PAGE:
Adding More Healthful Ingredients to Sports Nutrition Products
By Maura Keller
The sports nutrition industry is big business. By 2018, sales of sports nutrition supplements will reach $6.17 billion, according to a recent report from Global Industry Analysts.
Historically, sports nutrition products have included ingredients such as creatine, caffeine, and whey protein to boost athletic endurance, enhance physical strength, improve exercise recovery, and adapt to the rigors of intense training. And while many of these products, known as ergogenic aids, are benefitting athletes, many sports nutrition companies are trying to improve them by adding vitamins, minerals, and other healthful ingredients such as probiotics and glycerol to promote them as being “good for your health.”
“These [sports nutrition] supplements are still some of the most popular on the market,” says Amy Goodson, MS, RD, CSSD, LD, a board-certified sports dietetics specialist. The essential amino acid creatine promotes anabolism, increasing muscle mass to help athletes build greater strength during weight training workouts. And caffeine is the principal player in most preworkout powders, energy drinks, and weight-loss aids.
Sports nutrition companies are adding ingredients to products because of consumer demand for all-natural supplements and their desire for better health and wellness. “With the general public focusing its attention more on ‘natural,’ the supplement industry also wants to shift toward the natural side to maximize sales,” says Nathan Drendel, MS, RD, LD, CIC, a wellness dietitian with ProMedica Wellness in Ohio. “Many supplement companies just toss in extra ingredients that are currently trending, not only to grab new customers, but also to continue to evolve their product line.”
For example, companies are adding vitamin D because many athletes don’t get adequate amounts in their diet and therefore have insufficient blood levels. Vitamin D aids calcium absorption. “It helps maintain a healthy blood pressure and can relieve chronic fatigue,” Goodson adds.
Because many athletes have vitamin D insufficiencies, Drendel says, it’s important for sports dietitians to recommend they have their serum vitamin D level status evaluated routinely, aiming for a serum 25-hydroxyvitamin D concentration greater than 32 ng/mL (preferably 40 ng/mL). Obtaining vitamin D via sun exposure (twice weekly for roughly 10 to 30 minutes), via dietary sources (eg, fatty fish, cod liver oil, low-fat dairy), or supplements (1,000 to 2,000 IU of vitamin D3 daily) seems to be advisable for the general population as well as athletes, he says.
Sports nutrition manufacturers are adding probiotics to promote gut health while enhancing athletic performance. “It’s possible that the beneficial bacteria in the gut may help athletes increase protein absorption and utilization, thus allowing them to maximize results from an elevated protein intake,” Drendel says.
Furthermore, companies are adding glycerol to nutritional supplements to slow dehydration during workouts. “Glycerol is marketed as a dietary aid for ‘hyperhydrating’ the body by increasing blood volume and helping to delay dehydration,” Goodson says. “Therefore, athletes training and competing in hot, humid environments may be interested in glycerol’s claims that it can increase blood volume, enhance temperature regulation, reduce dehydration, and improve exercise performance in the heat.”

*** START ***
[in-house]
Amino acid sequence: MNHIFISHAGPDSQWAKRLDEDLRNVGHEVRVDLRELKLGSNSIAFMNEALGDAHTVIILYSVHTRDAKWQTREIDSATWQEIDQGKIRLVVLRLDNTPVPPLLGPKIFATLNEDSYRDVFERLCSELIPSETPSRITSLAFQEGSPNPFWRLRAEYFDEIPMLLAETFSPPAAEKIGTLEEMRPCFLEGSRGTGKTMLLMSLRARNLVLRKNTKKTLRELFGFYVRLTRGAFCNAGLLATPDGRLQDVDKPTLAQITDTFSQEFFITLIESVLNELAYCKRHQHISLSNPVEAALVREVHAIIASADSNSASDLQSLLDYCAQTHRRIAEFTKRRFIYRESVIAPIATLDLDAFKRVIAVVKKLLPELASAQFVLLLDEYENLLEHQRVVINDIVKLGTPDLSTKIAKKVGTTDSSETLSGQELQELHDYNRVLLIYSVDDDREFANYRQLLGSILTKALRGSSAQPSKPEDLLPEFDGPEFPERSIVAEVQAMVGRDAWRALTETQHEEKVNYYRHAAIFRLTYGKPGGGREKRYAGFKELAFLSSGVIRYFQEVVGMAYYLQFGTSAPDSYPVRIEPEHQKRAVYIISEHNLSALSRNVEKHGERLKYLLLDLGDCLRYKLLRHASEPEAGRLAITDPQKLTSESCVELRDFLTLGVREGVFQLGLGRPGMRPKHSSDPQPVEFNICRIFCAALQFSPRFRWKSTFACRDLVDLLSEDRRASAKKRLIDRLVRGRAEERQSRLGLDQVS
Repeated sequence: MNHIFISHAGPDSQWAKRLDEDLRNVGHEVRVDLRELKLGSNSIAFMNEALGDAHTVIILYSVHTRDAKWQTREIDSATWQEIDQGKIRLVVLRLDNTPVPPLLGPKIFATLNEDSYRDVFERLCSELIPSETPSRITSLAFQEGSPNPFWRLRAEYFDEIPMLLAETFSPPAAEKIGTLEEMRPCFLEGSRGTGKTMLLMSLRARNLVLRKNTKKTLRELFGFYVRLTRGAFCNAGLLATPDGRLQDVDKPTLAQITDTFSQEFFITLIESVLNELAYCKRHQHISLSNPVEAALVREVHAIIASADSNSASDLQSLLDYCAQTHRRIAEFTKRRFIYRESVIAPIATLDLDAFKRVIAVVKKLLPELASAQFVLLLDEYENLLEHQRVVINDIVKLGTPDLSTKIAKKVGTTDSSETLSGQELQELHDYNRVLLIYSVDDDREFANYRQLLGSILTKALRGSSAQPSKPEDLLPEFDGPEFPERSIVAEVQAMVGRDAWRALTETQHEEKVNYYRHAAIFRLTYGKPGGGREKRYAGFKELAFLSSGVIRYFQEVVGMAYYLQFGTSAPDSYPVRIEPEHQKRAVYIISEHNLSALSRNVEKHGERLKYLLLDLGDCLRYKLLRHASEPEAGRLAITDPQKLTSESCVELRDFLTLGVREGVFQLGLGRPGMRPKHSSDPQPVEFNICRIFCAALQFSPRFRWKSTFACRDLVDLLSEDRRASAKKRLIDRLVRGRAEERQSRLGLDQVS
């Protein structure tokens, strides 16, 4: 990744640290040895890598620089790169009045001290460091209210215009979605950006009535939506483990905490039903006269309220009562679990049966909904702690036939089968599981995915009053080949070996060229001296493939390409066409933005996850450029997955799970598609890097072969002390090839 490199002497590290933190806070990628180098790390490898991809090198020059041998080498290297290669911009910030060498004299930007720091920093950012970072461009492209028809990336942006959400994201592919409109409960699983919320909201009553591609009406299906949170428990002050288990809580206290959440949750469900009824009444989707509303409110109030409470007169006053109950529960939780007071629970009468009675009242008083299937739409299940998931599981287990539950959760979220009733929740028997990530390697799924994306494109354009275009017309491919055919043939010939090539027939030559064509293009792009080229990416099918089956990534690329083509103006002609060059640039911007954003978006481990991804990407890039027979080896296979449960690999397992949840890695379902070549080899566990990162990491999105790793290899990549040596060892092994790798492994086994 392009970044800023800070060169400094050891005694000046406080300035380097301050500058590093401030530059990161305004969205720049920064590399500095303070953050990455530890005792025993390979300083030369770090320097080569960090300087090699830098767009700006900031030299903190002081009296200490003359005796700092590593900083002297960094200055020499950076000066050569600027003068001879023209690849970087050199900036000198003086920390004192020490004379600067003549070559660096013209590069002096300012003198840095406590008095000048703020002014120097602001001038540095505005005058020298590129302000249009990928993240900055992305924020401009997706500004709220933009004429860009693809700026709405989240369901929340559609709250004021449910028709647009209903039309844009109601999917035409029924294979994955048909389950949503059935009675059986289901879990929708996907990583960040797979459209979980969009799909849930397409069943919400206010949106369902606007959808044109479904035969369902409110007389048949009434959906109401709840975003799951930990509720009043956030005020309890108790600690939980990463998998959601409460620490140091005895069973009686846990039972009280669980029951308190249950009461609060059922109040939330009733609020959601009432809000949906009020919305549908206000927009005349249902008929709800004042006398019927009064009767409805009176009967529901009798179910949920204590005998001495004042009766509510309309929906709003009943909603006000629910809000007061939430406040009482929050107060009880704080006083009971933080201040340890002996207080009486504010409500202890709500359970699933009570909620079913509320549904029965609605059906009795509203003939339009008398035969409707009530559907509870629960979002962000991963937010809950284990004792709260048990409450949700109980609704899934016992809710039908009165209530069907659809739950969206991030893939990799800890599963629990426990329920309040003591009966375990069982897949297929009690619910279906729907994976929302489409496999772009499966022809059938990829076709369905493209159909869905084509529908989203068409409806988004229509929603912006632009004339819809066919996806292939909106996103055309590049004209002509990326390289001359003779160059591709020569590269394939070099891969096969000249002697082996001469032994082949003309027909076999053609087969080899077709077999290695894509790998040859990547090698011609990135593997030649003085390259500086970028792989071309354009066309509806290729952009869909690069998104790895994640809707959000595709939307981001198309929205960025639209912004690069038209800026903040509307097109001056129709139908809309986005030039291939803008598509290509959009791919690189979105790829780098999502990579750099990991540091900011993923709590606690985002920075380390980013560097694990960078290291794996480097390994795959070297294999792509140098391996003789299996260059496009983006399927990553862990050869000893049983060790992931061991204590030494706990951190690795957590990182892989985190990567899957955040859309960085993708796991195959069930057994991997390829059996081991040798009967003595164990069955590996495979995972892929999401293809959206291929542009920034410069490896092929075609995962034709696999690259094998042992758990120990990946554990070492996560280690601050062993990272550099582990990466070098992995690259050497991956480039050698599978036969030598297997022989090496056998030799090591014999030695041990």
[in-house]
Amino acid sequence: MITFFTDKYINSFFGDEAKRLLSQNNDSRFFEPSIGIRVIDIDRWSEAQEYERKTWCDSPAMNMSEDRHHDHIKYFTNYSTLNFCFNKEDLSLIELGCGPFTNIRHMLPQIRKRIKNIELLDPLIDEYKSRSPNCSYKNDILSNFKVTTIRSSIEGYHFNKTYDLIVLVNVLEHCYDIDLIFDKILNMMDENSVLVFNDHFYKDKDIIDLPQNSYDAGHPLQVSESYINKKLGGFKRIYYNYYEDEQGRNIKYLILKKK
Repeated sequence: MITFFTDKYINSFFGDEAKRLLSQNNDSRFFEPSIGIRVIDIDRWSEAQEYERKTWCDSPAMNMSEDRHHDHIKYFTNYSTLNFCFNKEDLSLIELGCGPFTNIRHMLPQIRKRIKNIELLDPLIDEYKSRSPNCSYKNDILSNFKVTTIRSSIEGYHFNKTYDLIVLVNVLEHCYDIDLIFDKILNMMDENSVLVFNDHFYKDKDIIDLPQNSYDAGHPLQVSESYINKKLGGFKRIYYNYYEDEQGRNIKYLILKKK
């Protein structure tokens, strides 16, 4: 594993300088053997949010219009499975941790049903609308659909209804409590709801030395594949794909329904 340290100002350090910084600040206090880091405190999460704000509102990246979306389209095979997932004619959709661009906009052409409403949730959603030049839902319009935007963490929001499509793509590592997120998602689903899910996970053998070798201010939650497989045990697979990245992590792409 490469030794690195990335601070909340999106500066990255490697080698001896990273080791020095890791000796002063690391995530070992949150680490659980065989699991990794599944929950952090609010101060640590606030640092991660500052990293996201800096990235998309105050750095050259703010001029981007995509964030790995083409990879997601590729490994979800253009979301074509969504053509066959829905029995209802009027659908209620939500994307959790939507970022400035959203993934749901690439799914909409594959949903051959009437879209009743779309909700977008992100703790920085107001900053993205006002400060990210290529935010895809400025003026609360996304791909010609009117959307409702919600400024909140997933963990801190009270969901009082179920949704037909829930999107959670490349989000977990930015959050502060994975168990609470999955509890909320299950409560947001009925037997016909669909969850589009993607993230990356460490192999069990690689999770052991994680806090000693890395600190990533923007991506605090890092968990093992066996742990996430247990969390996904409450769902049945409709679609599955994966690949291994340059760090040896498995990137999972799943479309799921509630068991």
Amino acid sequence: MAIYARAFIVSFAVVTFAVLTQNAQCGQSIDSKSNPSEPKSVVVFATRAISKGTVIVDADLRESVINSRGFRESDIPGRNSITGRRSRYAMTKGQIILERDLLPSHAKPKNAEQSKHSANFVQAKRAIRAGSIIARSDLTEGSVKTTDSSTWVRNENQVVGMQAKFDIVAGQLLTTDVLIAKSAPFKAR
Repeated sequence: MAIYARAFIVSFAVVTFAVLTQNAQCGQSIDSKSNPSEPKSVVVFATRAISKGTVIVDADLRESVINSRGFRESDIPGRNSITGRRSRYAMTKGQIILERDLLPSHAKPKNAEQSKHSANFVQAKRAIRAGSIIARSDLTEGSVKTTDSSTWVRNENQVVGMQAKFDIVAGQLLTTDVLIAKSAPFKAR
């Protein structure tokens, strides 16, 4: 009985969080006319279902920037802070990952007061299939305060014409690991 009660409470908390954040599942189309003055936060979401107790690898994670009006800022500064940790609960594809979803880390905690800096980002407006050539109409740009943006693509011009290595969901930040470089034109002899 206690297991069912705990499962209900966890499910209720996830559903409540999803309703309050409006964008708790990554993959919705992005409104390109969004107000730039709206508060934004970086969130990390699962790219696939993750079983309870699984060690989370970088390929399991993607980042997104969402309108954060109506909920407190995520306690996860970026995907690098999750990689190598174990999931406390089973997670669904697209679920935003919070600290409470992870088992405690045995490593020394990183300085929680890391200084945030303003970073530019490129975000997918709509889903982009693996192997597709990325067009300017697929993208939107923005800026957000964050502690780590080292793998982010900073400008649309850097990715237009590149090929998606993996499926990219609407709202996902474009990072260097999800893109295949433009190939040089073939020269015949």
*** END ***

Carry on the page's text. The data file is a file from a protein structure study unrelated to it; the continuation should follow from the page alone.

While it’s OK for athletes to take performance-enhancing nutritional supplements, Goodson says, it’s better if they get their nutrients from food first. Then, if they’re not seeing the results they want, they can add a supplement.
Choosing food first also can help athletic clients avoid taking supplements that could contain banned substances. “Unfortunately, no one regulates the supplement industry, so there’s no one checking to see what’s in the product and comparing that to what’s on the label like the USDA and FDA do with food,” Goodson says. “So many substances may be laced with [illegal] ingredients, depending on where the supplement was made. For everyday exercisers, this may not be a problem, but for high school, collegiate, and professional athletes, this is a huge deal, as they are randomly drug tested.”
To avoid products that may contain illegal or banned substances, RDs should recommend clients buy supplements that have been tested by NSF Certified for Sport. It tests the quality and purity of the supplement’s lab to ensure nothing illegal was produced. “Thus athletes can feel safe taking these products, although they’re still taking supplements at their own risk,” Goodson says.
Before discussing sports supplements with clients, Drendel suggests dietitians focus on the science behind the sports nutrition supplement and not on what has the flashiest ads or largest marketing campaign behind it.
“Aside from scientific validity, safety also is critical,” he says. “With the increasing number of isolated compounds our science community is studying, we’ll continue to see a flourishing market of sports nutrition products. This, undoubtedly, will focus on weight loss, muscle building, as well as overall health.”
— Maura Keller is a Minneapolis-based writer and editor.